Sunday, November 24, 2019

In search of Dr. Annie Mae Walker

Closeup of gravestone
Dr. Annie Mae McClary Walker is buried in Greenwood
Cemetery in Daytona Beach. This image is from the
 Find A Grave website. 
Born in a Florida turpentine camp in 1913. Died with a string of "firsts" and awards to her name in 1998. Why hasn't anyone written an in-depth biography of Dr. Annie Mae McClary Walker?

I'd write the bio, but this is an #ownvoices story if ever there was one. I say that even though I'm ambivalent about that movement. I believe writers, actors, artists - all creatives - deserve the freedom to create at will, with no barriers placed. So my former-journalism self could write her life story. But I instinctively know an #ownvoices writer would produce a deeper bio than I could achieve.

1944 head-and-shoulders image of Annie Mae Walker  when she was known as Annie Mae Tooks
Screengrab is from an article,
"The American Negro in
College, 1943-1944," in a 1944
issue of The Crisis Magazine.
Annie Mae McClary Walker
was known as Annie Mae
Tooks at the time.
Dr. Walker was a pioneering African-American-Seminole educator whose strong personality and amazing life shine in a conversational biography penned by Dr. Lynn Hawkins, Always the First, The Story of Annie Mae Walker (Taylor and Seale Publishing, 2016)The book is based on hundreds of hours of recorded interviews between the two educators, who were friends. But when my Ravenclaw self went searching for more information about Dr. Walker, I found almost nothing.  A search of academic databases turned up zilch. She doesn't even have a Wikipedia page. Dr. Walker, where are you?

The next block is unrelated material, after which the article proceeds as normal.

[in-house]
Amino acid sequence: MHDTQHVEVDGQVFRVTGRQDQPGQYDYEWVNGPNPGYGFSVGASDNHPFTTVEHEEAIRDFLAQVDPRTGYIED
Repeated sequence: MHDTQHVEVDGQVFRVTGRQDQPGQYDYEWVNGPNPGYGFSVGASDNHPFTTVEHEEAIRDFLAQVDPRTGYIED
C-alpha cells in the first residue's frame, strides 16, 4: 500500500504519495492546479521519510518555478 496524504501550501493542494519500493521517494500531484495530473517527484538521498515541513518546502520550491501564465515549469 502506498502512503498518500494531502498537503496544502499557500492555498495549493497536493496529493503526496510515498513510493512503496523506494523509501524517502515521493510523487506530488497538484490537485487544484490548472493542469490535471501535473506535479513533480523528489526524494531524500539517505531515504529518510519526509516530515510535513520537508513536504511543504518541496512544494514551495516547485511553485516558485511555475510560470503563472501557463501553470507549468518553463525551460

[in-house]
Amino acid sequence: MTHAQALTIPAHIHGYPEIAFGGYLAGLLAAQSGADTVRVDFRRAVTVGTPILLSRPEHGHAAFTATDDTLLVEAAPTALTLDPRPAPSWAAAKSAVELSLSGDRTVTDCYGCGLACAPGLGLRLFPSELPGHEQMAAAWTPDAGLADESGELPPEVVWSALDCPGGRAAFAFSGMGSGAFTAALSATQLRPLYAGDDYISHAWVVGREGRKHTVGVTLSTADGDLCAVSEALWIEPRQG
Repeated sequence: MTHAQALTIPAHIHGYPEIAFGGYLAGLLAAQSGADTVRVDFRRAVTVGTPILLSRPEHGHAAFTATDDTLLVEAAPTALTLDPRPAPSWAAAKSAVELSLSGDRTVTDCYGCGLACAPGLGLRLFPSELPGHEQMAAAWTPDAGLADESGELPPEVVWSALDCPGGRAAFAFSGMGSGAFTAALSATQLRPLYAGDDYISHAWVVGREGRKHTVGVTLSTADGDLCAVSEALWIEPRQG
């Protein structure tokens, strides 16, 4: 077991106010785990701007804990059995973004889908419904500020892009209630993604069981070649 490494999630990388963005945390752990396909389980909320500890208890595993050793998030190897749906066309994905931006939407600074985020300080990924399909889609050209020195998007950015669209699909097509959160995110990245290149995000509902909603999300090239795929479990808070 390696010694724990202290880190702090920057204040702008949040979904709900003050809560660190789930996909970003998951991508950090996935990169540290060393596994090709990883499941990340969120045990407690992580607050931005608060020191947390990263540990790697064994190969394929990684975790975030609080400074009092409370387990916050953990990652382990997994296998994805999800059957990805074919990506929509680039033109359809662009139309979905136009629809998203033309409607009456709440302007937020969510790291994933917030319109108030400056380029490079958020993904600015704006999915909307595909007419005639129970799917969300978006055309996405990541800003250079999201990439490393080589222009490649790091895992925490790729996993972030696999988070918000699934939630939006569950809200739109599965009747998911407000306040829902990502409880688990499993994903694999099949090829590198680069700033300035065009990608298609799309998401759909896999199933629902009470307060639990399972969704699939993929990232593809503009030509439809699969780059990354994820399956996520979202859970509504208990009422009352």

This was a woman who created Black Studies programs, was integral to the Head Start program, fought hard for civil rights, integrated neighborhoods, and was the first black professor of Black Studies at SUNY Stony Brook in New York. Among other achievements. And she knew what it was like to have a cross burned on her front lawn.

Her life journey intersected with an incredible roster of people. She was related by marriage to Mary McCleod Bethune and was taught by Zora Neale Hurston during the writer's brief tenure at Bethune-Cookman College (now University). She marched with Dr. Martin Luther King and had Malcolm X as a houseguest.

Dr. Walker's life was not without warts, as are all our lives. I haven't yet met a perfect being and won't until I meet the Lord. But the combined parts make up a fascinating whole. I look forward to reading an in-depth biography on this most interesting woman.